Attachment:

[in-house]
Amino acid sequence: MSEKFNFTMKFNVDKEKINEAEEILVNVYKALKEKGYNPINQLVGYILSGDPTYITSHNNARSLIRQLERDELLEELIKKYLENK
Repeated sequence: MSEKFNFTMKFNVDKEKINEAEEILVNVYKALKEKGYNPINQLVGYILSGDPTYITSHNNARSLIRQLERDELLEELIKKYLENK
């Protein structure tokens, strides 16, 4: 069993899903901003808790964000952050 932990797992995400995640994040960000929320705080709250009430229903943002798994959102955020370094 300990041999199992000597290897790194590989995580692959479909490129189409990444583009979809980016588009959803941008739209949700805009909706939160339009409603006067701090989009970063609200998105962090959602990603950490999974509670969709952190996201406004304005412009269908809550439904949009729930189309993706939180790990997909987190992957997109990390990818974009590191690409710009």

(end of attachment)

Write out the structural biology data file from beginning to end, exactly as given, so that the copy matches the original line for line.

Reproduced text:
[in-house]
Amino acid sequence: MSEKFNFTMKFNVDKEKINEAEEILVNVYKALKEKGYNPINQLVGYILSGDPTYITSHNNARSLIRQLERDELLEELIKKYLENK
Repeated sequence: MSEKFNFTMKFNVDKEKINEAEEILVNVYKALKEKGYNPINQLVGYILSGDPTYITSHNNARSLIRQLERDELLEELIKKYLENK
């Protein structure tokens, strides 16, 4: 069993899903901003808790964000952050 932990797992995400995640994040960000929320705080709250009430229903943002798994959102955020370094 300990041999199992000597290897790194590989995580692959479909490129189409990444583009979809980016588009959803941008739209949700805009909706939160339009409603006067701090989009970063609200998105962090959602990603950490999974509670969709952190996201406004304005412009269908809550439904949009729930189309993706939180790990997909987190992957997109990390990818974009590191690409710009």